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HANFORD — Opening as Hanford's first library in 1905, the Carnegie Museum has stood for many years as a historical relic for the city of Hanford and Kings County.

The building, with its Romanesque architecture style, was built after a group of women from the Hanford community requested funding from then well-known millionaire and philanthropist Andrew Carnegie for a library.

In the early 1900s, Carnegie, after amassing a large amount of wealth, turned to philanthropy and began to donate a lot of his money to communities in need of funds and resources for public institutions, like libraries.

“A lot of people have no idea that there are libraries built by Andrew Carnegie all around the country,” said Hanford Carnegie Museum general manager Patricia Dickerson.

Hanford residents' requested $15,000 for the library but received $12,500. The rest of the money came from local residents.

The building remained a library until 1968, when the city and county libraries were combined and moved to the current Kings County Library building across from Superior Dairy. With the building now empty, the Hanford City Council considered demolishing it and putting a parking lot in its place.

However, petitions were presented to the city council to keep the building as a historical museum. It reopened in 1975 to offer exhibits, tours and shows.

The museum is run by a board of trustees that meets once a month.

“The maintenance of this building is a big challenge,” said board president Wyleen Luoma. “We’re trying to work collaboratively with other nonprofits around town and let them know we are open.”

Through its many exhibits, open house events, tours and shows, Dickerson stays busy prepping for upcoming events and hosting its tours.

The board and Dickerson are in charge of coming up with ways to maintain the museum to preserve artifacts, historical materials, documents and records that pertain to Hanford and Kings County.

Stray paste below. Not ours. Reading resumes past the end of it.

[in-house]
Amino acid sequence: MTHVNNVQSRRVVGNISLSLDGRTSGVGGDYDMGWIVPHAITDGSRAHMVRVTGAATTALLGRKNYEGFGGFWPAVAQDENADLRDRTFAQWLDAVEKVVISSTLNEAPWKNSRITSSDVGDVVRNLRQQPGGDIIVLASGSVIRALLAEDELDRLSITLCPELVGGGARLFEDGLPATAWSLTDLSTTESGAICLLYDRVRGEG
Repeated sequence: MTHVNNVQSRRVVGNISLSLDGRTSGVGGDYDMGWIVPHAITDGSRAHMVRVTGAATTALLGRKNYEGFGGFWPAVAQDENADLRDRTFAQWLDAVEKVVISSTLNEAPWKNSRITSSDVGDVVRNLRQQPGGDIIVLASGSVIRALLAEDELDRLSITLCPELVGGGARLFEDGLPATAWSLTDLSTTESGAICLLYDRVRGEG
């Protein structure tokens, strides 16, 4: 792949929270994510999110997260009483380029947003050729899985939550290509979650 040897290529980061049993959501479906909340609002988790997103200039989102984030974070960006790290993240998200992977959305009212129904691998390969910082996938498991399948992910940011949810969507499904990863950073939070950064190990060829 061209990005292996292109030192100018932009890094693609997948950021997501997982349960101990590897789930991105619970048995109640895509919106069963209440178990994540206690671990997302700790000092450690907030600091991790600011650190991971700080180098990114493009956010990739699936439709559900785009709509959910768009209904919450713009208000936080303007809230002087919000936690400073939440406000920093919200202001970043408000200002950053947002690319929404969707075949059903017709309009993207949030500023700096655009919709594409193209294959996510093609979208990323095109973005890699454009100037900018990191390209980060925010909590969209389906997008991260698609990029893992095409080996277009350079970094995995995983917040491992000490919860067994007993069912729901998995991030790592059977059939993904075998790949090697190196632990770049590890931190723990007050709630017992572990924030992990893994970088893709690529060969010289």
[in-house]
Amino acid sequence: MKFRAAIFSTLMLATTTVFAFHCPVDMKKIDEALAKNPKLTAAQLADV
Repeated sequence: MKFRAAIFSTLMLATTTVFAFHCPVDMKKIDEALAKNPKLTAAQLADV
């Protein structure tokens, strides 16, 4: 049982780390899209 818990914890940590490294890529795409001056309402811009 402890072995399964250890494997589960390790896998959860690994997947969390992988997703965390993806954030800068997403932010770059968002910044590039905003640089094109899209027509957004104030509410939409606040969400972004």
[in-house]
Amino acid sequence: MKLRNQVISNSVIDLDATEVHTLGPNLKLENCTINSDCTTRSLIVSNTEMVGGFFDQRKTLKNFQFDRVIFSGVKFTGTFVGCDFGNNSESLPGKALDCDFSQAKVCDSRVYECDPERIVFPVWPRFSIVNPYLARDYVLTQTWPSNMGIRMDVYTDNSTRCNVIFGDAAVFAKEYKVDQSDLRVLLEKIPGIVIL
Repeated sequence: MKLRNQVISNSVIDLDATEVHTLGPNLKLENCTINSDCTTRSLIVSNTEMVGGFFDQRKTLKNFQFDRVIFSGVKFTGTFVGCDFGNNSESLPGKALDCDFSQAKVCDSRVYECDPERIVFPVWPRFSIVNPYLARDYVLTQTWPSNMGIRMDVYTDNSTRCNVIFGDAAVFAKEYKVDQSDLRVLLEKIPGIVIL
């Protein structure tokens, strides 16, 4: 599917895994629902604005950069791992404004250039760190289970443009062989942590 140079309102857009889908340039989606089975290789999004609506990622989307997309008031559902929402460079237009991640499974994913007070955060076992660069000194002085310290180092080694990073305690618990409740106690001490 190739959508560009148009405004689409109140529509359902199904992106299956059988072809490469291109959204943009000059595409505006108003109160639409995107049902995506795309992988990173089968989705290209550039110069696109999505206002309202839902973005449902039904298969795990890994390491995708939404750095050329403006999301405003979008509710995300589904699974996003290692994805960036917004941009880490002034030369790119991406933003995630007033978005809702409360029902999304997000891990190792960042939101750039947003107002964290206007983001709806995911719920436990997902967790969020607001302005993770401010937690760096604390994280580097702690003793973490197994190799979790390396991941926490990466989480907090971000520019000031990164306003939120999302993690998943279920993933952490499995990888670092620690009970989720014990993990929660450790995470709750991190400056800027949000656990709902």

“If no one knows we're here, it doesn't matter what beautiful things we have. We have to let our community know that this building is a Carnegie Museum and everybody is welcome here,” Luoma said.

Another challenge Luoma hopes to tackle is to help with the homeless in downtown.

Luoma hopes to bring some ideas to the board and partner with some of the businesses in the downtown area. One plan is to help homeless individuals find access to water especially on hot summer days.

‘We’re trying to figure out ways to keep the spirit of the Carnegie open with regard to our homeless folk while at the same time protecting and serving everything that is on these premises," Luoma said. "It is really a challenge."

Tours are offered throughout the year and include “Step Back in Time,” “Hanford’s Beginnings,” “Turn of the Century” and “Historical Museums and Art." These tours offer a glimpse of Hanford’s oldest buildings and special attractions, such as Superior Dairy.

Events include open mic nights and live band performances once a month.

Scheduled activities include The Porterville Ghost Society, Sep. 2; an Elvis Presley event on Sept. 3 with a dinner starting at 6 p.m. and a performance by an Elvis impersonator at 7 p.m.; and on Sep. 17 Reptile Ron will perform two shows at 1 and 3 p.m.

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